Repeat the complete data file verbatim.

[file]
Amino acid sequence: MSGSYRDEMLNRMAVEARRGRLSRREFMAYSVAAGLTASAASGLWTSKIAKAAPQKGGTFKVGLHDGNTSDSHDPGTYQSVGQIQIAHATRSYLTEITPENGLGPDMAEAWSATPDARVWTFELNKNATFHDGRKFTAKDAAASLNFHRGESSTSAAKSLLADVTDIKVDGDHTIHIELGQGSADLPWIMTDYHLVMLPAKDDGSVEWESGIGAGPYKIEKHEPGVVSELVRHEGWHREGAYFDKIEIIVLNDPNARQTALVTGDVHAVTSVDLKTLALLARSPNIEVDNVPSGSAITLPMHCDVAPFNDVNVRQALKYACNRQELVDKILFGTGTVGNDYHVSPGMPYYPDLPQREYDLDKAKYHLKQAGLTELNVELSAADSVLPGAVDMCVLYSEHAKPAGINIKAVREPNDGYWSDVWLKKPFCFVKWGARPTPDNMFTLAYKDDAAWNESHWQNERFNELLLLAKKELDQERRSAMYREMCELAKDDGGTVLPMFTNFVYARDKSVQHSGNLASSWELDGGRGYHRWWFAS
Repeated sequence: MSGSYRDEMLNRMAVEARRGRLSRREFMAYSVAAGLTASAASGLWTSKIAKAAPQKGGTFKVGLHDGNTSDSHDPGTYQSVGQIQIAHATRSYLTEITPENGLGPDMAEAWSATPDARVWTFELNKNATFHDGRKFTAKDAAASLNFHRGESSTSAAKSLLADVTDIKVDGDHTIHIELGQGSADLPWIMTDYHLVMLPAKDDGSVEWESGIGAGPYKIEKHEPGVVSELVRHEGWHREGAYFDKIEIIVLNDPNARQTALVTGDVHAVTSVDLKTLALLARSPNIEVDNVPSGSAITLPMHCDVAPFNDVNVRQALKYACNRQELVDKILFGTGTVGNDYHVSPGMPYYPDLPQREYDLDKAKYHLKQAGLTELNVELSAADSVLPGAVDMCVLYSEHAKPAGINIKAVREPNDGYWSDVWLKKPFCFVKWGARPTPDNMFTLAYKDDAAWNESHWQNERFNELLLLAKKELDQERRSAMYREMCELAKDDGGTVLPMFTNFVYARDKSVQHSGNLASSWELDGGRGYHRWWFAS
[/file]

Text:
Amino acid sequence: MSGSYRDEMLNRMAVEARRGRLSRREFMAYSVAAGLTASAASGLWTSKIAKAAPQKGGTFKVGLHDGNTSDSHDPGTYQSVGQIQIAHATRSYLTEITPENGLGPDMAEAWSATPDARVWTFELNKNATFHDGRKFTAKDAAASLNFHRGESSTSAAKSLLADVTDIKVDGDHTIHIELGQGSADLPWIMTDYHLVMLPAKDDGSVEWESGIGAGPYKIEKHEPGVVSELVRHEGWHREGAYFDKIEIIVLNDPNARQTALVTGDVHAVTSVDLKTLALLARSPNIEVDNVPSGSAITLPMHCDVAPFNDVNVRQALKYACNRQELVDKILFGTGTVGNDYHVSPGMPYYPDLPQREYDLDKAKYHLKQAGLTELNVELSAADSVLPGAVDMCVLYSEHAKPAGINIKAVREPNDGYWSDVWLKKPFCFVKWGARPTPDNMFTLAYKDDAAWNESHWQNERFNELLLLAKKELDQERRSAMYREMCELAKDDGGTVLPMFTNFVYARDKSVQHSGNLASSWELDGGRGYHRWWFAS
Repeated sequence: MSGSYRDEMLNRMAVEARRGRLSRREFMAYSVAAGLTASAASGLWTSKIAKAAPQKGGTFKVGLHDGNTSDSHDPGTYQSVGQIQIAHATRSYLTEITPENGLGPDMAEAWSATPDARVWTFELNKNATFHDGRKFTAKDAAASLNFHRGESSTSAAKSLLADVTDIKVDGDHTIHIELGQGSADLPWIMTDYHLVMLPAKDDGSVEWESGIGAGPYKIEKHEPGVVSELVRHEGWHREGAYFDKIEIIVLNDPNARQTALVTGDVHAVTSVDLKTLALLARSPNIEVDNVPSGSAITLPMHCDVAPFNDVNVRQALKYACNRQELVDKILFGTGTVGNDYHVSPGMPYYPDLPQREYDLDKAKYHLKQAGLTELNVELSAADSVLPGAVDMCVLYSEHAKPAGINIKAVREPNDGYWSDVWLKKPFCFVKWGARPTPDNMFTLAYKDDAAWNESHWQNERFNELLLLAKKELDQERRSAMYREMCELAKDDGGTVLPMFTNFVYARDKSVQHSGNLASSWELDGGRGYHRWWFAS